Irons, Plans and Some Very Puzzling Letters

Irons, Plans and Some Very Puzzling Letters

Figure Eight 

After we sent a reader to Rockler to find the figure eight fasteners he was seeking, this reader from Down Under told us where to find them in his neck of the woods. – Editor

“Having just built a dining table, I can reliably inform your reader that in Australia those fasteners are available at Bunnings Warehouse. Great magazine; keep up the good work.” – Jerry Everard, Canberra, Australia

“Perhaps the reader would have had more luck finding them if he knew their proper name. According to the book Making Authentic Craftsman Furniture, they are called table irons.” – Rann Fox

We doubt it. A search for “table irons” online yielded several sites that sold a special rectangular iron used for smoothing the cloth on snooker tables, but not one figure eight shaped fastener. – Editor

The Best Laid Plans

“There used to be two free plans in the eZine each time. Why is there now only one?” – Johnny Swafford

There are still two free plans. In issue 183, they were a stool and a rocking horse. They were divided by an ad, so you had to keep scrolling down below the ad to find the second one, but it was there. Incidentally, there is also a third, more complex plan offered in the Premium edition of the eZine. – Editor

New Format 

“I have been an eager and avid reader of the eZine for a couple of years now, and I applaud your effort to update the format to be more contemporary. However, the dark gray background has made it very hard to read, especially the blue and light gray lettering. Even the regular text is somewhat of a strain. Please lighten up the background or even revert back to white.” – Bob Korpi

We’re a bit puzzled. The eZine pages show up on our computer as white with black printing, while the headings show up as white printing on either green or orange backgrounds. This sounds like an issue with an individual’s computer settings.– Editor 

More Puzzling Than the Story Itself

Our story about the rise and fall of Puzzlecraft, the business created and then folded by Steve Strickland, drew some very unusual comments. – Editor

“If you want to let that guy pretend Iraq affected his business, you need to give equal time to the reverse political opinion.” – Ken Sternberg

We doubt Steve was pretending. It is not in his nature, and he certainly had nothing to gain by it. Nor did he, or we, espouse any particular political opinion. The curious thing is that even those who saw a political message were not in agreement about which side was being presented, leaving us wondering just exactly what the reverse political opinion would be. – Editor

“I’m not sure if you were just trying to be politically correct, but I think the lesson to be learned is if a country decides to be a bully, no matter what the justification, the rest of the world will see the behavior for what it is: bullying.” – Mark Evan Slafkes

Others, for no apparent reason, simply refused to believe what Steve said. – Editor

“Strickland’s assertion that Iraq is to blame for the decline of his business is not supported by the facts he presents.” – Dale Nichols

We thought it was, and were certainly willing to believe him when he told us it was. After all, he was there; we weren’t. – Editor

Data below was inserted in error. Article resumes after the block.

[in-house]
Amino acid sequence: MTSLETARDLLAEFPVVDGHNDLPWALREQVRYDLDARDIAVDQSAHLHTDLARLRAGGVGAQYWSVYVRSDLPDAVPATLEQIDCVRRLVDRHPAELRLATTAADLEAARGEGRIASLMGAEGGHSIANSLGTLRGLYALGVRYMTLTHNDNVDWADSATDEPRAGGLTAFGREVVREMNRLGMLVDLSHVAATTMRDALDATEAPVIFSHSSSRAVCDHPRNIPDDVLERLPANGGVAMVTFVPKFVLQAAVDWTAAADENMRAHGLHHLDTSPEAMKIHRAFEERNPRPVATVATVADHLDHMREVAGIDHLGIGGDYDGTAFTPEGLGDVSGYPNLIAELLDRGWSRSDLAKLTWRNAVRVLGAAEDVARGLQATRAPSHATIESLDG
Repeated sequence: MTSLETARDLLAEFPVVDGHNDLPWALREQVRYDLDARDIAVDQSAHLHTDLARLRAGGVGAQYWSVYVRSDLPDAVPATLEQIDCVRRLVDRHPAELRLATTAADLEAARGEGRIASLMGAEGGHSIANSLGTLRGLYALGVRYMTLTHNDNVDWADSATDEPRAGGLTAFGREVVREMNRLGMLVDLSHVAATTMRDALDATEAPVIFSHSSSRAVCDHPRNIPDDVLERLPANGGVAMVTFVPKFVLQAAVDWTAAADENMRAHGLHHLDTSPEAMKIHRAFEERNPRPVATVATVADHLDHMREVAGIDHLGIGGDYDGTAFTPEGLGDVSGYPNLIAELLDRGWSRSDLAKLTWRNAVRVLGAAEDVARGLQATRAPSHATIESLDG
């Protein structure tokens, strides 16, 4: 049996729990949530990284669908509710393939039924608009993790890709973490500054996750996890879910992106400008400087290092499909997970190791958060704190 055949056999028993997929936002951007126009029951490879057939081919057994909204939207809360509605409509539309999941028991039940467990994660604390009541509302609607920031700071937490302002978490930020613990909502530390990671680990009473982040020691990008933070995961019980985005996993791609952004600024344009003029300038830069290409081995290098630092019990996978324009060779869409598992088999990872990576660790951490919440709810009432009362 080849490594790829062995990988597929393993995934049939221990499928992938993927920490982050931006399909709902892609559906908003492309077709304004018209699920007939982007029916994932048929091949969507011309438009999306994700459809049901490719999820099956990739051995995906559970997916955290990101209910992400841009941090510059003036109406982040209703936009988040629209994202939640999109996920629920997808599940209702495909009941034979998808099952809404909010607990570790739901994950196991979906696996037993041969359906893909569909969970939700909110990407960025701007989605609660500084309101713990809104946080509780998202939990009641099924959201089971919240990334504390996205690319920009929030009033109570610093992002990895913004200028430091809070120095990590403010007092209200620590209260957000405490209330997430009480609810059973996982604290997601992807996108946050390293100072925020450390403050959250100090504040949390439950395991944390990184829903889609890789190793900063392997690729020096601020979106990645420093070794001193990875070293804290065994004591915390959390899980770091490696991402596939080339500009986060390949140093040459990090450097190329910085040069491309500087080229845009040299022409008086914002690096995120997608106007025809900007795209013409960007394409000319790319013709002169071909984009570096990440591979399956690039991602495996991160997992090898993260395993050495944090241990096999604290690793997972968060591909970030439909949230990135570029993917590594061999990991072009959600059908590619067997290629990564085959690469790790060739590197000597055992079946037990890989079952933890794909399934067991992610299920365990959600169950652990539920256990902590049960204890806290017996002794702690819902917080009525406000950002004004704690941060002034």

“I read Woodworker’s Journal to learn about woodworking, not to be preached to about U.S. policy. The U.S. economy is and has been thriving in all market areas.” – Bob Morrison

We agree that the Journal is about woodworking, and saw nothing but a woodworking business story in Steve’s tale. And while the economy may be thriving, that does not mean this one business was not affected. In fact, this sort of thing happens more than we might think. Read on, and you will see what we mean. – Editor

“I read with interest your story about your puzzle business. Just to let you know how strange this phenomenon can be, I’ll relate my story. For years. I have operated a publishing business creating and selling teaching manuals used at the technical and university levels. Though operating from Canada, I sold books to about 50 universities in the U.S .and had been doing this for about seven years. Then 9/11 happened, and all the orders from the U.S. just stopped cold with the exception of just one university in Arizona, which still continues to order regularly. I often wonder at how many other stories there are like this one. I know of several other Canadian business that lost all of their U.S. sales overnight after 9/11. By the way, your puzzles are marvelous.” – Wayne M. Hope

Just to make sure we were not missing something, we checked with Steve to get his take on this.  We’ll give him the last word. – Editor 

“My interview with Michael Dresdner concerned the loss of my small woodworking business due to an unexpected event, exactly like a fire, tornado or flood. It shows how events in far-off places can cost you your job. I fail to see how reporting this story meant supporting or opposing any political stance.” – Steve Strickland

Typo Corner

Our lighthearted homage to keyboard foibles sometimes leaves us wondering if what we see as a typing error is actually a commentary on our wisdom, or lack thereof. – Editor

“I hope that you could help us with more of your sagged advice.”

While many of our parts are indeed starting to sag, we were hoping our advice was still holding up. Apparently not. – Editor

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